I have sought love, first, because it brings ecstasy - ecstasy so great that I would often have sacrificed all the rest of life for a few hours of this joy. I have sought it, next, because it relieves loneliness—that terrible loneliness in which one shivering consciousness looks over the rim of the world into the cold unfathomable lifeless abyss. I have sought it finally, because in the union of love I have seen, in a mystic miniature, the prefiguring vision of the heaven that saints and poets have imagined. This is what I sought, and though it might seem too good for human life, this is what—at last—I have found.
With equal passion I have sought knowledge. I have wished to understand the hearts of men. I have wished to know why the stars shine. And I have tried to apprehend the Pythagorean power by which number holds sway above the flux. A little of this, but not much, I have achieved.
Love and knowledge, so far as they were possible, led upward toward the heavens. But always pity brought me back to earth. Echoes of cries of pain reverberate in my heart. Children in famine, victims tortured by oppressors, helpless old people a burden to their sons, and the whole world of loneliness, poverty, and pain make a mockery of what human life should be. I long to alleviate this evil, but I cannot, and I too suffer.
This has been my life. I have found it worth living, and would gladly live it again if the chance were offered me."Autobiography"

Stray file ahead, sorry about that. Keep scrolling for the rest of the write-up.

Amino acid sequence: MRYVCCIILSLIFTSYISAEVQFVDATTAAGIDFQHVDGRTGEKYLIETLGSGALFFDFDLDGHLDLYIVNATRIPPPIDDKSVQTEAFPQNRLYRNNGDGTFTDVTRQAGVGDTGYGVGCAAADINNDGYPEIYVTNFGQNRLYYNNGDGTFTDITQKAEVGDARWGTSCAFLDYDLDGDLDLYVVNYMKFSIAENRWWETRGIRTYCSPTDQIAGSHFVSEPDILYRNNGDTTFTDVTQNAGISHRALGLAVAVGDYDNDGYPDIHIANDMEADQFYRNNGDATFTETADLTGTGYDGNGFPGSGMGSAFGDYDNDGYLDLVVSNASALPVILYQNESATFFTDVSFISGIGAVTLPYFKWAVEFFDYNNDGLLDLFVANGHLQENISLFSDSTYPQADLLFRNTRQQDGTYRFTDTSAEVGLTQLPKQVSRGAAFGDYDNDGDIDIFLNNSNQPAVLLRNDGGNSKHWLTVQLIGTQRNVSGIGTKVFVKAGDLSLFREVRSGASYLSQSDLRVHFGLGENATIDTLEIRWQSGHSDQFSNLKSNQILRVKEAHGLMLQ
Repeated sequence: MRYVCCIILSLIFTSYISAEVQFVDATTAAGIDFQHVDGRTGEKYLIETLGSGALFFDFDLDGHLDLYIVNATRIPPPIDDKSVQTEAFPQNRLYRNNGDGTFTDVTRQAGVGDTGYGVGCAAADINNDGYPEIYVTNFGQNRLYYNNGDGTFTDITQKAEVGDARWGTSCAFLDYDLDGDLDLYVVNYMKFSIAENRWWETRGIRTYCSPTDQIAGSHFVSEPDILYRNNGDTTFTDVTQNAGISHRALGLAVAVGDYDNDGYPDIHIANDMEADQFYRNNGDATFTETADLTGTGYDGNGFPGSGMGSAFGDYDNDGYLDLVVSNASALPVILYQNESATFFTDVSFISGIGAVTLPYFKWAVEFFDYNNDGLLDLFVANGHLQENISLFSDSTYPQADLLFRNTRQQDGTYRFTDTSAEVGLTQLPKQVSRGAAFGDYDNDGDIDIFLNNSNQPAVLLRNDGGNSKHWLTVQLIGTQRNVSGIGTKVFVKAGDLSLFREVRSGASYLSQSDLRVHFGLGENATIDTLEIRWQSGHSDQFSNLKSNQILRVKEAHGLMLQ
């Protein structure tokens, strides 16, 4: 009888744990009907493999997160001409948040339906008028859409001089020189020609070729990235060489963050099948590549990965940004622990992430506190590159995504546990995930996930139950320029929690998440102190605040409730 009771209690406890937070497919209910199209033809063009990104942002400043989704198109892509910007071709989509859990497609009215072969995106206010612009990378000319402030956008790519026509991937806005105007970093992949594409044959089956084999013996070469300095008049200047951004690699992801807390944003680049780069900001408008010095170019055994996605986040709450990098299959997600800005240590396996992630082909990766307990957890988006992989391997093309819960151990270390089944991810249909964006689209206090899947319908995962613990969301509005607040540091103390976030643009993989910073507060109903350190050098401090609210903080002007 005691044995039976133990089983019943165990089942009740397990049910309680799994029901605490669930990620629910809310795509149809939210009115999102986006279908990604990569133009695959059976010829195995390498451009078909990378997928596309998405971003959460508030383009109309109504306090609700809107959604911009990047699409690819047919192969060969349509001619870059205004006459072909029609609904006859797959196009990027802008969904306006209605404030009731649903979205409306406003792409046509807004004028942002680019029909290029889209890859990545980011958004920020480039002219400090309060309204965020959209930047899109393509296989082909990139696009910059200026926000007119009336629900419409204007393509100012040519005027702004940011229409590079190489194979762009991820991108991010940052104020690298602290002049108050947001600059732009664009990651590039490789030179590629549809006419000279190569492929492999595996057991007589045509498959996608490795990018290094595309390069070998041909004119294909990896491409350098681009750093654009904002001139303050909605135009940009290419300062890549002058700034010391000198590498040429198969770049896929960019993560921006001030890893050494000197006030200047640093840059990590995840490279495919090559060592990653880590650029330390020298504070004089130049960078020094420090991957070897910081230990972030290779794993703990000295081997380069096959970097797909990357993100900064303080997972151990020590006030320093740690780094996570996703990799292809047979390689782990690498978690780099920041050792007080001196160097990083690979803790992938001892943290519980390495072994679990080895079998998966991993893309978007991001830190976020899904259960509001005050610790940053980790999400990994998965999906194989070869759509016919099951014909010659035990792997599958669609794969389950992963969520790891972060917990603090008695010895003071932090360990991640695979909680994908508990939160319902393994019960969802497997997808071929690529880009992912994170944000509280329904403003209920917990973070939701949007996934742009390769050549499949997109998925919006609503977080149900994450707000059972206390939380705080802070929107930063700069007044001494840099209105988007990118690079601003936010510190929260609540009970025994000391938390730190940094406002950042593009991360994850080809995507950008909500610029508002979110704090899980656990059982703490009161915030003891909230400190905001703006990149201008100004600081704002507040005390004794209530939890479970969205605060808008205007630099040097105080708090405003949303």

Whatever God does, the first outburst is always compassion.
Pain and suffering are always inevitable for a large intelligence and a deep heart. The really great men must, I think, have great sadness on earth.
The purpose of life is not to be happy. It is to be useful, to be honorable, to be compassionate, to have it make some difference that you have lived and lived well.
Being compassionate is an act of resistance; it is different from being caring, or passive. Compassion, literally meaning ‘to suffer with’, is rooted in our loving desire to be alongside one another in our common struggle for a better spiritual and social reality. Compassion is an act of resistance because the compassionate cannot rest until all suffering has ended. Compassion is the recognition that none of us are free until we are all free.
No machine can replace the human spark: spirit, compassion, love and understanding.
Have compassion for everyone you meet,
even if they don't want it.
What appears bad manners, an ill temper or cynicism
is always a sign of things no ears have heard,
no eyes have seen.
You do not know what wars are going on down there where the spirit meets
the bone."The Ways We Touch"
A human being is a part of a whole, called by us universe, a part limited in time and space. He experiences himself, his thoughts and feelings as something separated from the rest... a kind of optical delusion of his consciousness. This delusion is a kind of prison for us, restricting us to our personal desires and to affection for a few persons nearest to us. Our task must be to free ourselves from this prison by widening our circle of compassion to embrace all living creatures and the whole of nature in its beauty.